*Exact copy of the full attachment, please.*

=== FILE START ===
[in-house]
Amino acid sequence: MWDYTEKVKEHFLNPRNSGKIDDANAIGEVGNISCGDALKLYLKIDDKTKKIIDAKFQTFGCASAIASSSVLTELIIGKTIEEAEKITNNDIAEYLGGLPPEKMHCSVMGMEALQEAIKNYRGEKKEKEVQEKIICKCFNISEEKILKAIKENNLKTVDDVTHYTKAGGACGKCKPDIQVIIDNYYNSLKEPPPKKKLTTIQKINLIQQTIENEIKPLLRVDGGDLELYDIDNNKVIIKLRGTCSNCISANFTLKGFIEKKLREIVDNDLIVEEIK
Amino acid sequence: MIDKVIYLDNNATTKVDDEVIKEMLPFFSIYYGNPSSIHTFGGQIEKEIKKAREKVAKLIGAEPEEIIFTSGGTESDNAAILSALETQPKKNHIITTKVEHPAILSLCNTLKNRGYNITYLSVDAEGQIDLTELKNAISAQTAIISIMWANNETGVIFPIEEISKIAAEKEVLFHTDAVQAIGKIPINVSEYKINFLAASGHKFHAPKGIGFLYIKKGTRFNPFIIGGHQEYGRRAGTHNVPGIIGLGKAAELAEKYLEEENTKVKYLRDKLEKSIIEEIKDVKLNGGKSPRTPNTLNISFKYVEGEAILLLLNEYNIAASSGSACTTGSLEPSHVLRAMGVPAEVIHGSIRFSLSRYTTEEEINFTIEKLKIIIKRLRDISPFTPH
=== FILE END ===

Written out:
[in-house]
Amino acid sequence: MWDYTEKVKEHFLNPRNSGKIDDANAIGEVGNISCGDALKLYLKIDDKTKKIIDAKFQTFGCASAIASSSVLTELIIGKTIEEAEKITNNDIAEYLGGLPPEKMHCSVMGMEALQEAIKNYRGEKKEKEVQEKIICKCFNISEEKILKAIKENNLKTVDDVTHYTKAGGACGKCKPDIQVIIDNYYNSLKEPPPKKKLTTIQKINLIQQTIENEIKPLLRVDGGDLELYDIDNNKVIIKLRGTCSNCISANFTLKGFIEKKLREIVDNDLIVEEIK
Amino acid sequence: MIDKVIYLDNNATTKVDDEVIKEMLPFFSIYYGNPSSIHTFGGQIEKEIKKAREKVAKLIGAEPEEIIFTSGGTESDNAAILSALETQPKKNHIITTKVEHPAILSLCNTLKNRGYNITYLSVDAEGQIDLTELKNAISAQTAIISIMWANNETGVIFPIEEISKIAAEKEVLFHTDAVQAIGKIPINVSEYKINFLAASGHKFHAPKGIGFLYIKKGTRFNPFIIGGHQEYGRRAGTHNVPGIIGLGKAAELAEKYLEEENTKVKYLRDKLEKSIIEEIKDVKLNGGKSPRTPNTLNISFKYVEGEAILLLLNEYNIAASSGSACTTGSLEPSHVLRAMGVPAEVIHGSIRFSLSRYTTEEEINFTIEKLKIIIKRLRDISPFTPH